Magical Artefacts

Mysterious and Strange Objects

LAMTAFU, a symbol of protection

A traditional artefact from the Moluccas, an archipelago in Indonesia, this figure is believed to possess spiritual power and is often used in rituals to communicate with ancestors or to seek their guidance and protection. This particular Lamtafu is made of whale bones and also used as a talisman for good luck and prosperity.

Today, the Lamtafu figure is highly valued as a cultural treasure and is often displayed in museums and private collections. It serves as a reminder of the rich cultural heritage of the Moluccas and the importance of honouring one’s ancestors.

MAMULI, the love sign

A Sumbanese Mamuli is a traditional ornament worn by women of Sumba Island in Eastern Indonesia during special events such as weddings, funerals, and other important ceremonies. This Mamuli is made of bronze, though some others could be made of silver or gold, and shaped like the womb of a woman to symbolise fertility and is a tribute to Sumba women.

In Sumbanese culture, the Mamuli is a symbol of wealth, social status and a form of dowry. A family’s wealth and status could be measured by the number and quality of Mamuli their daughter wore during her wedding ceremony. Mamuli is also believed to have spiritual powers and are often worn as a talisman for protection.

BABY CARRIER from Dayak Tribe

This is a traditional baby carrier used by the Dayak people in Borneo, Indonesia. It is a woven basket made from rattan or bamboo that is placed on the back of the mother or caregiver, with the baby sitting inside. This carrier is secured with a strap or a piece of cloth tied around the caregiver’s waist. The design of the carrier distributes the weight of the baby evenly across the back, allowing for comfortable and safe transportation. It is decorated with intricate patterns and symbols, and is considered an important cultural artefact for the Dayak people.


This statue portrays a majestic creature with a fierce expression, flanked by ornate carvings and intricate decorations. This lion statue represents the strength and power of the ancient Balinese kingdom and serves as a symbol of protection and prosperity for the community.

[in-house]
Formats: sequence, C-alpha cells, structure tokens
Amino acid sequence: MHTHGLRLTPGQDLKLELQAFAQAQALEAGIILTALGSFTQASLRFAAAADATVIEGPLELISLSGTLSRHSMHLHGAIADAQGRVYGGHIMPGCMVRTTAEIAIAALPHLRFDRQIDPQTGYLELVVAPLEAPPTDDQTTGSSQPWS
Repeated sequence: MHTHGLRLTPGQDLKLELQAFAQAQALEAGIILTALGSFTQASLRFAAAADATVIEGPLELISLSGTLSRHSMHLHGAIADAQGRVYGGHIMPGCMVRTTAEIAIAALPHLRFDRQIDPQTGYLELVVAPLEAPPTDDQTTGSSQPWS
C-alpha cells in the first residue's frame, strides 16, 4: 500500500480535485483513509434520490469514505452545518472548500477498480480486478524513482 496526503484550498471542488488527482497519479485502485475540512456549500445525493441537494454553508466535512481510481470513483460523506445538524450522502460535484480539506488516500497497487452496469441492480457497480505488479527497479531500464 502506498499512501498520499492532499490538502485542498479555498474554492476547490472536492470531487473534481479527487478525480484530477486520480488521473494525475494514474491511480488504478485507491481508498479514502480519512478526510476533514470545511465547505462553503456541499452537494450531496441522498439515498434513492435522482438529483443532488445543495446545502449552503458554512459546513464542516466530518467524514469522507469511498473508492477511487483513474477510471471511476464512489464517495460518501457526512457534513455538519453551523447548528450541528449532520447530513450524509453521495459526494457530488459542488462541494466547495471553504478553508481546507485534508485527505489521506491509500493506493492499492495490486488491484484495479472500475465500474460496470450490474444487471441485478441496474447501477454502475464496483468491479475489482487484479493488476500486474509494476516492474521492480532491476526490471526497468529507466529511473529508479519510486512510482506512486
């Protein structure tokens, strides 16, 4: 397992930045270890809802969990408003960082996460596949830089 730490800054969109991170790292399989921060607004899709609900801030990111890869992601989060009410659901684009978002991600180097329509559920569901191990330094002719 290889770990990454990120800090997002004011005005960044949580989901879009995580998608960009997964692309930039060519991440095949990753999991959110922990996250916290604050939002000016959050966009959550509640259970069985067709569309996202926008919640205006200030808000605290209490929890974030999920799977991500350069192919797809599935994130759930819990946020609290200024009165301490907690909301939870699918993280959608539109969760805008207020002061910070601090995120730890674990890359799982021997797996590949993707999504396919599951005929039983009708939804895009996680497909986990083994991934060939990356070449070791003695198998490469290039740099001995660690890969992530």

Such lion statues also function as a pedestal joint for house structures, the same as the Garuda statue. The material is made of strong, hard and durable wood.


The Batak people are an ethnic group from the northern part of the island of Sumatra in Indonesia. They have a rich tradition of art, including wooden statues. This whole wooden Batak statue is carved from a single piece of wood and is 115 cm in height.

The Batak people use this kind of statue for various purposes, including as ancestral or spiritual figures, for protection, and as decorative items. Many of these statues have unique stories or meanings associated with them, adding to their cultural significance. Overall, a whole wooden Batak statue is a beautiful and meaningful piece of art that represents the rich cultural heritage of the Batak people.


This is an ancient cloth from Sembiran, Buleleng, Bali. It is handmade using a traditional weaving technique called songket, which involves weaving gold threads through pineapple fibre. Sembiran cloth has a long history in Balinese culture, and is often used for ceremonial purposes such as weddings and teeth filing. It is also valued as a luxurious textile and is often used as a high-end fashion accessory.


Jayapangus was a legendary king who is said to have ruled the Kingdom of Bali in the 11th century CE. According to traditional Balinese accounts, he was a wise and just ruler who brought peace and prosperity to his kingdom. Jayapangus is said to have founded several important temples and shrines, including the famous Besakih Temple, which is considered to be the most sacred temple in Bali. He also established a system of governance that prioritized the welfare of his people, and his reign is remembered as a time of great cultural achievement and societal progress.

Despite the lack of historical evidence for Jayapangus’ existence, his legacy remains an important part of Balinese mythology and culture. Many Balinese people continue to honor his memory and celebrate his achievements to this day.

For a lesson in Indonesian culture and to find more incredible artefacts, head to Titisan Art Jl. Danau Tamblingan No. 170 Sanur Bali.

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